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Japanese Crypto Exchange Coincheck Reports Data Breach

1 min
Updated by Ryan Smith

In Brief

  • Coincheck reports a data breach which took place between May 31 and June 1.
  • The Tokyo-based crypto exchange says 200 users were likely affected.
  • The malicious intrusion did not, however, affect user funds.
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User data for some Coincheck customers may have been compromised following a recent data breach.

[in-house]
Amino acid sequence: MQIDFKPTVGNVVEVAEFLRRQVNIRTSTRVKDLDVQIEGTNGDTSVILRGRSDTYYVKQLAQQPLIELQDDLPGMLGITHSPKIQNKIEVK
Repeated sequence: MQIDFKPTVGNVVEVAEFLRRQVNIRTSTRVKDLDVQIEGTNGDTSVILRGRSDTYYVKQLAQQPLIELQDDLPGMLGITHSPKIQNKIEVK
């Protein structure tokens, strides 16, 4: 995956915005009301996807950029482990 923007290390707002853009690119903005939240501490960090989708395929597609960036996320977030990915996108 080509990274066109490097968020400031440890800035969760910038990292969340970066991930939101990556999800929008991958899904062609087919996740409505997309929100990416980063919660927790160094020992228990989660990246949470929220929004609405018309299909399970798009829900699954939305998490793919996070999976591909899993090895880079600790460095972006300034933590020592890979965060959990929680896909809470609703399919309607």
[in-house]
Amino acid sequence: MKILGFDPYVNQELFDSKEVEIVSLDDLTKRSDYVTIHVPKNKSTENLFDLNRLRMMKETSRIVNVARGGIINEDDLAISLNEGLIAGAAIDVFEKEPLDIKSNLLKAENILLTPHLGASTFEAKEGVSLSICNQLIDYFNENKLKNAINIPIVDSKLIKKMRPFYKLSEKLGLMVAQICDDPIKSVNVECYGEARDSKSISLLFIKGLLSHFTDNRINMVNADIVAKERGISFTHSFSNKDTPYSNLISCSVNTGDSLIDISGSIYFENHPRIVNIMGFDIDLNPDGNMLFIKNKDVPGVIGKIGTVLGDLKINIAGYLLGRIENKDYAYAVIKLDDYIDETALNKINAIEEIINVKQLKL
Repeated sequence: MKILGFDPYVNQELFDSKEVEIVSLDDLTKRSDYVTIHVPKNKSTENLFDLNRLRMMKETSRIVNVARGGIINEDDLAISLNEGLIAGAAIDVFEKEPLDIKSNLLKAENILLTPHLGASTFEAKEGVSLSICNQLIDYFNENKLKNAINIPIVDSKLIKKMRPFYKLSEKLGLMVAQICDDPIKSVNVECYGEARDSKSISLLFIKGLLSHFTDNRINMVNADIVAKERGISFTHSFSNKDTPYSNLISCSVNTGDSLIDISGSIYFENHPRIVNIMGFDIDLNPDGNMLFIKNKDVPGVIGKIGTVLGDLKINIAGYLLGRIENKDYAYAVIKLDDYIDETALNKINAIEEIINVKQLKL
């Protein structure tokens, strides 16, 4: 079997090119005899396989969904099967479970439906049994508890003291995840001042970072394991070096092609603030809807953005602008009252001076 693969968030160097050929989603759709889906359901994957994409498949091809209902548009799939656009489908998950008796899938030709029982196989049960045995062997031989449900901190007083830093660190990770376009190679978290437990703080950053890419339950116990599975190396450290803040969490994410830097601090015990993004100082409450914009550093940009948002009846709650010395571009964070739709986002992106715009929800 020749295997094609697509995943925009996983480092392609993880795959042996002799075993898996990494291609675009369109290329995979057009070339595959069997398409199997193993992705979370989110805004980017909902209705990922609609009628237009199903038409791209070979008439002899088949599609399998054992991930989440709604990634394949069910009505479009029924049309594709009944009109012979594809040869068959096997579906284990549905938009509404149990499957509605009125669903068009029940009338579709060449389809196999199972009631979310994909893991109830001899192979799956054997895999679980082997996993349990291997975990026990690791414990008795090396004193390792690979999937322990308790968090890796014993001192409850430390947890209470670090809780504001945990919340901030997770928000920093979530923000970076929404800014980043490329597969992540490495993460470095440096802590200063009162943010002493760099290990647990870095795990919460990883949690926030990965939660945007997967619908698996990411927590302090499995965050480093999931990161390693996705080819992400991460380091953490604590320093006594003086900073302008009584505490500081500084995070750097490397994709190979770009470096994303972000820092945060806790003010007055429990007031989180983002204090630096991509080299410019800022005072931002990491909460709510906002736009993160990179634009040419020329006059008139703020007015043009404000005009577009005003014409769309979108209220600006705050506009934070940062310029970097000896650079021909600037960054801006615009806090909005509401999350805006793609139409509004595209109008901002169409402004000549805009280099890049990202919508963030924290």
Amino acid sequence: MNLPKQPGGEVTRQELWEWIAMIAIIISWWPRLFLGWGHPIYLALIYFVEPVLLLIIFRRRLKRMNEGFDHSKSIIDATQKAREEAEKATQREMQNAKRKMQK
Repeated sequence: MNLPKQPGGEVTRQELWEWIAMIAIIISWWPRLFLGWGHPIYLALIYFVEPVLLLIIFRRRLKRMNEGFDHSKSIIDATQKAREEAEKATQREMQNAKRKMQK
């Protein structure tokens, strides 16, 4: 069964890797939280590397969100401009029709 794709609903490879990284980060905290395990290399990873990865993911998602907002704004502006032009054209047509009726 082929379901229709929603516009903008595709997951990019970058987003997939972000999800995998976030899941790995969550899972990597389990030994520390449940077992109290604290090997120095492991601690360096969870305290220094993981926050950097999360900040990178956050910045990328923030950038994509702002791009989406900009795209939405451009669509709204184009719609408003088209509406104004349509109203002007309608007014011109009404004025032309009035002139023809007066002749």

The Tokyo-based crypto exchange, Coincheck, announced the news of the suspected intrusion via a press statement issued on Tuesday. According to the platform, rogue actors gained access to its system between May 31 and June 1, 2020. This malicious intrusion appears to have compromised the emails and personal information – including phone numbers, KYC ID photos, and addresses – of about 200 Coincheck customers. Based on the press statement, the hackers likely gained access to emails of these customers by altering the domain registration information. Coincheck assured its users that the data breach did not affect customer funds, adding that it took steps to amend the affected domain registration information. Back in 2018, the Japanese platform suffered one of the worst crypto exchange hacks leading to the theft of about $530 million in Nem (XEM) tokens. Indeed, the Coincheck hack sparked robust efforts by financial regulators in Japan to police local cryptocurrency exchanges. Back in February 2019, Coinmama, another crypto trading marketplace, suffered a massive data breach compromising the details of about 450,000 of its users. Earlier in May 2020, reports emerged of hackers stealing data from Ledger and Trezor hardware wallets via a Shopify exploit.


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